Essex-raised, Berlin-based singer and songwriter Gemma Ray has announced her new album ‘Psychogeology’ for release on February 15th 2019 via Bronzerat.
While others have, in recent years, helped popularise the term ‘psychogeography’ – a flâneur-like urge to explore the urban environment and its impact, consciously and subconsciously – Ray is drawn to the time-defying, time-defining outcrops that exist beyond our cities, and the manner in which this natural architecture underlines “how small we are, how trivial the most unsurmountable of our personal problems”.
The first glimpse at this self-produced new album is the reverb-drenched, 70s pop swagger of “Blossom Crawls”, scattered with echoes of Fleetwood Mac, which tackles a specific incident – a panic attack in the back of a taxi – her overwrought sensation that “Blossom crawls back into its buds” transformed into an affirmative resolution to “put a stop to its cruel tricks/ Gonna get there first to soften the hit”.
The word ‘rock’ has many connotations, but for Gemma Ray, the most important is probably not the one you’d expect most musicians to nurse. The Essex-raised, Berlin-based singer and songwriter clings to its most fundamental definition, insisting that, when she takes to the road – as she did almost unremittingly in the year following the release of her last album, 2016’s acclaimed ‘The Exodus Suite’ – she find the time to explore the landscape that touring can reveal. In Ray's world, the word conjures up images of the grand, twisted formations she’s seen while travelling the world, whether in the immense deserts of the US or among the carved mountains of New Zealand.
It’s the development of Ray’s emotional connection to such spectacular scenes that lies deep at the heart of ‘Psychogeology’, which, in keeping with its subject matter, represents Ray’s most ambitious release to date, its intricate arrangements and textures – including choral and string arrangements – the result of almost a year’s labour determinedly hewn from rare periods of time available between tours. The album, she says, is “an ode to the majesty of landscape, the enormity of nature and time, and the inevitability of every human life eventually forming a minuscule part of further landscapes.”
This heartfelt eighth album was recorded in part at Ray’s own studio in Berlin’s old mint by the River Spree, but mainly by Ingo Krauss at Candy Bomber, buried deep within the Nazi-constructed buildings of the city’s former airport, Tempelhof. These historic edifices witnessed Ray emerge from beneath the shadows of her influences to claim her own unique musical territory, her voice still soaring, despite its naturally lugubrious tenor, and bathed in the ageless glamour of her tremolo guitar, one that, strikingly, she sometimes plays with a gleaming steel knife. Her mood is now emancipated, rising above the grim minutiae that can sometimes dominate daily life, and she’s certainly had struggles to confront: an on-again, off-again illness has, in recent years, left her occasionally debilitated.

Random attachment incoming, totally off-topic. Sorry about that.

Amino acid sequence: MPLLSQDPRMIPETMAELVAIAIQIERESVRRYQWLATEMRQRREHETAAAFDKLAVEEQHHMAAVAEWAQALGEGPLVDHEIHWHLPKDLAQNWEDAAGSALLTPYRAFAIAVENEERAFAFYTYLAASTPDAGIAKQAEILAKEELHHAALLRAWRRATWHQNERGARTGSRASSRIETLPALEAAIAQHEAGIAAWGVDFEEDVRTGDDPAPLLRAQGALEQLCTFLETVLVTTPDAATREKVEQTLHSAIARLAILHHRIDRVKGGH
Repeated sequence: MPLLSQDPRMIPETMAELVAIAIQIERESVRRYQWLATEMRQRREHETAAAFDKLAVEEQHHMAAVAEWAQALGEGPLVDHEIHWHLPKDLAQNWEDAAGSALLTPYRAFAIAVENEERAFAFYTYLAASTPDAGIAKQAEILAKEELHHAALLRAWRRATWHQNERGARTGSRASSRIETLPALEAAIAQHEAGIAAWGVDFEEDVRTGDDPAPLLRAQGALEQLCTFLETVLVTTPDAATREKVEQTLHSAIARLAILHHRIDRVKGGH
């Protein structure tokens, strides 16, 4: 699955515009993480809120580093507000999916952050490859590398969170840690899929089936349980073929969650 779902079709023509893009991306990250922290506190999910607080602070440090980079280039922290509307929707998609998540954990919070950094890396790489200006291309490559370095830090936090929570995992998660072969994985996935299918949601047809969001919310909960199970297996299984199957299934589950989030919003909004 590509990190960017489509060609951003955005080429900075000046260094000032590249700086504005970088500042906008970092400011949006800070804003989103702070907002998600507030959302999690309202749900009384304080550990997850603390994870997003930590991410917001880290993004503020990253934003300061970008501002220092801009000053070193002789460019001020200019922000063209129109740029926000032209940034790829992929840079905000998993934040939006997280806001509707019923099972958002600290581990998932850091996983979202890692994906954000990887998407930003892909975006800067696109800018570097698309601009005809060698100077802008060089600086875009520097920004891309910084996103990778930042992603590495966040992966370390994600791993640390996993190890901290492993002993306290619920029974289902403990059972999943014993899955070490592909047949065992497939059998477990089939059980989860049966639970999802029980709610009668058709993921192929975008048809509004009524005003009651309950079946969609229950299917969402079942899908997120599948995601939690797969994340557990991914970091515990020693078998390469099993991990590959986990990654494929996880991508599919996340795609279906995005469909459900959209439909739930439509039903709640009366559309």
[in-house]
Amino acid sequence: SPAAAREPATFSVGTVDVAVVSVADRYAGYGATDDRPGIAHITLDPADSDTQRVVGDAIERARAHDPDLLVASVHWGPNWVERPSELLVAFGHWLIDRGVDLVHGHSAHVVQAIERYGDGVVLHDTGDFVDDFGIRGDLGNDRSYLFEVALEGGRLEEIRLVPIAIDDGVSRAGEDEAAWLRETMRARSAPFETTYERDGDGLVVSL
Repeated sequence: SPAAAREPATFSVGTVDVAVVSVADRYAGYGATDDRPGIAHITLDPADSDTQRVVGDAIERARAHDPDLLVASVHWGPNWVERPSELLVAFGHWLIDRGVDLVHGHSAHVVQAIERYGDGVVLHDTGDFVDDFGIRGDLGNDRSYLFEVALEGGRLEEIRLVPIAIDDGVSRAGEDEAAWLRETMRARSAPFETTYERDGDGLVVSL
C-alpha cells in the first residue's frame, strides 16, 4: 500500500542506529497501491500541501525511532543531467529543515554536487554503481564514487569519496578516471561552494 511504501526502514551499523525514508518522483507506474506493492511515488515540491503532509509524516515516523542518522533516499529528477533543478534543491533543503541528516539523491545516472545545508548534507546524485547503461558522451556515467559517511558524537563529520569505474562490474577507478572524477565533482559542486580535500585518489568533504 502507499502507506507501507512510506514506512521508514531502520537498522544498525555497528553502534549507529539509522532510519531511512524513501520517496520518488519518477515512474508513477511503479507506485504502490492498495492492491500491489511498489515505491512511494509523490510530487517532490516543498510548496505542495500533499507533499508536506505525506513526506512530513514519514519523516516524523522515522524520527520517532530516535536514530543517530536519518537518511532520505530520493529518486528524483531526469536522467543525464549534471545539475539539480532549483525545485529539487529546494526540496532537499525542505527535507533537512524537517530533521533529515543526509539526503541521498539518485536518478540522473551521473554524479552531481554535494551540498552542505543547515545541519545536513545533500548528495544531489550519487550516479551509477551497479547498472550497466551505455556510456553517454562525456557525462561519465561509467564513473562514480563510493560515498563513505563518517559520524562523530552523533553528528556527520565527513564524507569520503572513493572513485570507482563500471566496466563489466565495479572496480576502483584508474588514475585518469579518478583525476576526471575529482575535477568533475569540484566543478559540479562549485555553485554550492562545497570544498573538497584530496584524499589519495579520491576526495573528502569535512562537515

That said, Ray is rarely less than busy, and has repeatedly found herself collaborating with other admiring artists. She’s worked alongside, among others, Sparks (who in fact produced Ray covering their own songs), Suicide’s Alan Vega (their collaboration turned out to be one of his final recordings), Howe Gelb (Giant Sand), Thomas Wydler (The Bad Seeds) and arranger Fiona Brice. She was also invited to perform with Potsdam, Germany’s legendary Filmorchester Babelsberg, and this December she’ll join them again, this time with Peaches, Einstürzende Neubauten’s Jochen Arbeit and other special guests as part of The Can Projekt, a celebration of ground-breaking ‘krautrock ‘pioneers Can taking place at Berlin’s famed Volksbühne Theatre.
‘Psychogeology’, however, documents Ray’s troubles, yet simultaneously expresses with zeal the ways in which she’s surmounted them to find her place in the world. “For me,” Ray concludes confidingly, “making a record is always in the end about celebrating my personal downsides or weaknesses and turning them into something that brings me joy, but hopefully speaks to others. Much of this one was written while reflecting during relentless touring and road trips, and these songs are devoted to the connection between emotion and landscape, how they mirror each other and feed off one another, as well as how this association inspires memories of loved ones.”
It’s a mindset crystallised on the phantasmagorical, unfettered title track, a cantata “where landscape breathes life into make believe”, leading Ray to a crucial, redeeming dénouement: “There are things that laid down heavy on me/ But now I'm free.” On the timeless ‘Psychogeology’ – a journey that celebrates triumphs over tribulations – Gemma Ray offers rock for all ages.
The newly announced dates are:
Feb 28: Ramsgate Music Hall
Mar 1: Leek, Foxlowe Arts Centre
Mar 2: Hebden Bridge, Trades Club
Mar 3: Newcastle, Cobalt
Mar 5: London, Dalston Victoria